The real question is what this implies. You can’t get rid of law enforcement or punishing crimes, after all, since whatever the QALY lost to imprisonment, the QALY loss of ‘the war of all against all’ and aboriginal homicide rates of 20% imply the lack would be far worse.

    • Deterrence is a function of the certainty and swiftness of punishment more than its severity. Extending sentences to long periods and mandatory minimums don’t effectively deter criminals, compared to extensive detection and swift prosecution.

    • The relevant counterfactual is not “having no laws whatsoever,” it’s “having laws that ban murder but not victimless crimes, etc.”

      • Which could themselves have bad consequences… Public health considerations of how many QALYs are lost to prison sentences does not justify considering them as a negative because those prison sentences are buying a society with law and order. It is considering costs without reference the benefits. Well, of course anything is going to look bad if you do it like that. (“I took a look at some estimates of taxes. Are you aware that taxes take up literally *trillions* of dollars? Wow! This is absolutely shocking and an economic crisis!” Yeah, I guess taxes *are* pretty big, but I’m not sure how much it can be improved.)

        If one wants to argue that it’s a public health crisis, one is going to have to do a *lot* more intellectual work than a simple headcount of prisoners or QALYs in order to establish that the current system is far from optimal in a fixable way and thus the problems are on par with more visible public health problems. (There are, after all, economic arguments that there isn’t nearly enough law enforcement & prison given the large negative externalities and social costs of crime. Bryan Caplan’s blogged a few papers like that.)

    • It’s weird that people are thinking I mean that prisons have no benefits and only costs, just because I’m only *looking* at costs in this one blog post. I compare things to diseases to get an idea of *magnitude* — like, how much could improving criminal justice buy, if it were done optimally?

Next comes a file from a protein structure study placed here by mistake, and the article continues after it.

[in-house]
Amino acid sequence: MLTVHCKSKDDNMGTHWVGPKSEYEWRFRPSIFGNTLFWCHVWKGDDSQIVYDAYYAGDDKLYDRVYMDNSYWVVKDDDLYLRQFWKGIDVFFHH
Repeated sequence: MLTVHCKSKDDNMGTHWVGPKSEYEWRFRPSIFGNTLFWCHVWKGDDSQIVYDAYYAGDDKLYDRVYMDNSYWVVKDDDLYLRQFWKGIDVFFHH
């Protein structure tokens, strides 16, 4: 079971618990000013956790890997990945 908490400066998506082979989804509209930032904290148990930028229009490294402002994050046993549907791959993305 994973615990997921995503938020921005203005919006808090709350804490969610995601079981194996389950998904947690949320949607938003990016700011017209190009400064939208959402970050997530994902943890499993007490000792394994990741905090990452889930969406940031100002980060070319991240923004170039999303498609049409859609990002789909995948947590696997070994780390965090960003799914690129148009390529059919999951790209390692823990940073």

Also, if you think about the ways in which prison is awful in real life, saying ‘it’s supposed to be that way’ makes you sound like a cartoon villain, and I am comfortable not taking seriously any morality where “yep, rape sounds like a good punishment” is a statement that people make in earnest.

      • You wrote a post comparing prison to a disease. Diseases almost never have any benefit and are pure cost. Don’t blame me for your poorly chosen analogy. Also, it’s bizarre to make comparisons to cartoon supervillains when the overwhelming majority of the population endorses retributive & deterrence and has no problem with prison rape, which is a big part of why it all exists in the first place.

      • I’m sorry, yes. Misunderstandings are learning opportunities for the writer.

        I’m afraid I just don’t understand what the majority of the population’s opinions have to do with what’s true.

  3. Very good points, just keep in mind that many prisoners (especially the 40% in there for violent crimes) they may be safer inside prison than outside prison… living in impoverished areas also takes years off your life and most of these people live in poor areas.

  4. After reading the methodology, I’m pretty confused about what that first study (Hogg et al) was doing. I couldn’t really follow it so I might just be confused but I don’t think they actually had any data on life expectancy of people who have been incarcerated that they could have used to compare to others’.